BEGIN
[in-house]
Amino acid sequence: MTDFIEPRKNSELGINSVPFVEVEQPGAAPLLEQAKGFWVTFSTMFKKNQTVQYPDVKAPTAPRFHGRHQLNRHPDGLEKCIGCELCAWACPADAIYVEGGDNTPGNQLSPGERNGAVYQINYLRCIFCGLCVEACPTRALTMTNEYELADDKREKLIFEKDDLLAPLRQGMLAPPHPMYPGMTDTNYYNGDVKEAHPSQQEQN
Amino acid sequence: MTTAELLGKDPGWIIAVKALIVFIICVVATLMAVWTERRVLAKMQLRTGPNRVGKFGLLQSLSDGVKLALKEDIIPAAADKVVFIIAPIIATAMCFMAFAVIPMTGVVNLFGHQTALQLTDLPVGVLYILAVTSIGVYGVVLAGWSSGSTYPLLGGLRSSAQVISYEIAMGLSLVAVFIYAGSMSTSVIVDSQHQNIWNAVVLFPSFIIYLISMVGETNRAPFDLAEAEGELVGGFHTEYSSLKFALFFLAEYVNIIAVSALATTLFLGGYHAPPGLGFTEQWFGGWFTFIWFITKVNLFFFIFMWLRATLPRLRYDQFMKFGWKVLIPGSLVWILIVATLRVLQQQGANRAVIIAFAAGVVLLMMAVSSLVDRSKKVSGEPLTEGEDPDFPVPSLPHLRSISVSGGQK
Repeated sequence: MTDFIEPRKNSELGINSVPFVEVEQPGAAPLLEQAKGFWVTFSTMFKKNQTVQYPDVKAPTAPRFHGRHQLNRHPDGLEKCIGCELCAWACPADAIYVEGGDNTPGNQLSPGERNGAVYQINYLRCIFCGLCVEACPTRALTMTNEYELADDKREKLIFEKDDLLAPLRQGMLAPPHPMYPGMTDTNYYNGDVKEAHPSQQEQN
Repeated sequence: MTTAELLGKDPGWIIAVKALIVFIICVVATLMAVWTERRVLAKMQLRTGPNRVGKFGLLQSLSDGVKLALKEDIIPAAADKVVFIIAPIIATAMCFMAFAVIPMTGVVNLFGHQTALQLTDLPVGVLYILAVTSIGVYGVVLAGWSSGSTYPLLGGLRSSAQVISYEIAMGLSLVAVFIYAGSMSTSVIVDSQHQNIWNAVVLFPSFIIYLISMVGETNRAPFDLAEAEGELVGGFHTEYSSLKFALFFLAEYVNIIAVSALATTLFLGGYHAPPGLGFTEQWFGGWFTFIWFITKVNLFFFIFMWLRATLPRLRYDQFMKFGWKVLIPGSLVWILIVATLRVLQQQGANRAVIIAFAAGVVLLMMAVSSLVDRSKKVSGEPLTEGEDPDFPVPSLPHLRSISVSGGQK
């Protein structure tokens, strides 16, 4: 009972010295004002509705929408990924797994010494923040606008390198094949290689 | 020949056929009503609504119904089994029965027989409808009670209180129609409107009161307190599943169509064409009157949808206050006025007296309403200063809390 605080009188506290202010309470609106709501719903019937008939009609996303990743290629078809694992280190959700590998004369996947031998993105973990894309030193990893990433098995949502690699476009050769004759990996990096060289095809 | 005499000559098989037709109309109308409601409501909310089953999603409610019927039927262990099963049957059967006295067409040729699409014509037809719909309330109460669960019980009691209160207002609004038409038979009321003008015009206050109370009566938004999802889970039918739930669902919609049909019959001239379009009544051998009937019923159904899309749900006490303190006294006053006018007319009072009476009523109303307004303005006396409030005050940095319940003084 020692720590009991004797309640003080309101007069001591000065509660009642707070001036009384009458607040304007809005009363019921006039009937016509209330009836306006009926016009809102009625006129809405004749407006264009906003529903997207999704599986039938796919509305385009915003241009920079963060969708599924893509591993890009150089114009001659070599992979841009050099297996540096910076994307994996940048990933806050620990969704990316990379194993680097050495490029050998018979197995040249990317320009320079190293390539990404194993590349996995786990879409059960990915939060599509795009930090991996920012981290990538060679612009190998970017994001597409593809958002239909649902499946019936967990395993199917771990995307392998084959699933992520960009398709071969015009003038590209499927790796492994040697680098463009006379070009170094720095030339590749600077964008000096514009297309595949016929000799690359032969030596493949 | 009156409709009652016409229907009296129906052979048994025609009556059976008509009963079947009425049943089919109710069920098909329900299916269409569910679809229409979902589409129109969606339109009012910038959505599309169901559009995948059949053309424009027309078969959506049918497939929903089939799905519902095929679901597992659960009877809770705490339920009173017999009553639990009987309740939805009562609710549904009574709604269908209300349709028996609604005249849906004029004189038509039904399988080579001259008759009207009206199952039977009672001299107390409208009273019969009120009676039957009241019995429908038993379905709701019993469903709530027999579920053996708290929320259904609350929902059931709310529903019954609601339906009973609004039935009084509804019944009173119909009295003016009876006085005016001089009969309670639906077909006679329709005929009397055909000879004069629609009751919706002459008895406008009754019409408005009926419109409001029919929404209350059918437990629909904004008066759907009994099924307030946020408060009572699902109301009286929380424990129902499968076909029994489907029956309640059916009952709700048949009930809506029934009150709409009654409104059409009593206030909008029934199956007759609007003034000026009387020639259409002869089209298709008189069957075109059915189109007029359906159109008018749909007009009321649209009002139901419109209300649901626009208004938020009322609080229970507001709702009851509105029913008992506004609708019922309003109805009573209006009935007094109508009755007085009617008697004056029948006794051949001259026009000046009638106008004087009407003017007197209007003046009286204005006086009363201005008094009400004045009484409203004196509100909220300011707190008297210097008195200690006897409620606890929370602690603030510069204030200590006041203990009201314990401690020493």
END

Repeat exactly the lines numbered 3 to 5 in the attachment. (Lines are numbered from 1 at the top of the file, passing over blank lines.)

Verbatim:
Amino acid sequence: MTTAELLGKDPGWIIAVKALIVFIICVVATLMAVWTERRVLAKMQLRTGPNRVGKFGLLQSLSDGVKLALKEDIIPAAADKVVFIIAPIIATAMCFMAFAVIPMTGVVNLFGHQTALQLTDLPVGVLYILAVTSIGVYGVVLAGWSSGSTYPLLGGLRSSAQVISYEIAMGLSLVAVFIYAGSMSTSVIVDSQHQNIWNAVVLFPSFIIYLISMVGETNRAPFDLAEAEGELVGGFHTEYSSLKFALFFLAEYVNIIAVSALATTLFLGGYHAPPGLGFTEQWFGGWFTFIWFITKVNLFFFIFMWLRATLPRLRYDQFMKFGWKVLIPGSLVWILIVATLRVLQQQGANRAVIIAFAAGVVLLMMAVSSLVDRSKKVSGEPLTEGEDPDFPVPSLPHLRSISVSGGQK
Repeated sequence: MTDFIEPRKNSELGINSVPFVEVEQPGAAPLLEQAKGFWVTFSTMFKKNQTVQYPDVKAPTAPRFHGRHQLNRHPDGLEKCIGCELCAWACPADAIYVEGGDNTPGNQLSPGERNGAVYQINYLRCIFCGLCVEACPTRALTMTNEYELADDKREKLIFEKDDLLAPLRQGMLAPPHPMYPGMTDTNYYNGDVKEAHPSQQEQN
Repeated sequence: MTTAELLGKDPGWIIAVKALIVFIICVVATLMAVWTERRVLAKMQLRTGPNRVGKFGLLQSLSDGVKLALKEDIIPAAADKVVFIIAPIIATAMCFMAFAVIPMTGVVNLFGHQTALQLTDLPVGVLYILAVTSIGVYGVVLAGWSSGSTYPLLGGLRSSAQVISYEIAMGLSLVAVFIYAGSMSTSVIVDSQHQNIWNAVVLFPSFIIYLISMVGETNRAPFDLAEAEGELVGGFHTEYSSLKFALFFLAEYVNIIAVSALATTLFLGGYHAPPGLGFTEQWFGGWFTFIWFITKVNLFFFIFMWLRATLPRLRYDQFMKFGWKVLIPGSLVWILIVATLRVLQQQGANRAVIIAFAAGVVLLMMAVSSLVDRSKKVSGEPLTEGEDPDFPVPSLPHLRSISVSGGQK